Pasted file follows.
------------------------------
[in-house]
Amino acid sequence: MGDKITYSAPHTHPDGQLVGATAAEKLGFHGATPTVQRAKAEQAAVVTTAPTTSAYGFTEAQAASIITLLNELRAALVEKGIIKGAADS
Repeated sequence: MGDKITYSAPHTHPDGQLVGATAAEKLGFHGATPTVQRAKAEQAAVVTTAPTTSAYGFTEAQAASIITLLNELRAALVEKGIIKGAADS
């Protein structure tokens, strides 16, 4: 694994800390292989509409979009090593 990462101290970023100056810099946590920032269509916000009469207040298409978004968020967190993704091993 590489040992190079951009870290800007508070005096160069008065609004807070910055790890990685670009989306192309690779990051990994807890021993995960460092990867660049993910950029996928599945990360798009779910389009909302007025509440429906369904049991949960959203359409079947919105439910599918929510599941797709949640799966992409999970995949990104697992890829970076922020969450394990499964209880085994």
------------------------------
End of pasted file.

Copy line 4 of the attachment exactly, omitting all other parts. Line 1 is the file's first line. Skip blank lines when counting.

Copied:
């Protein structure tokens, strides 16, 4: 694994800390292989509409979009090593 990462101290970023100056810099946590920032269509916000009469207040298409978004968020967190993704091993 590489040992190079951009870290800007508070005096160069008065609004807070910055790890990685670009989306192309690779990051990994807890021993995960460092990867660049993910950029996928599945990360798009779910389009909302007025509440429906369904049991949960959203359409079947919105439910599918929510599941797709949640799966992409999970995949990104697992890829970076922020969450394990499964209880085994």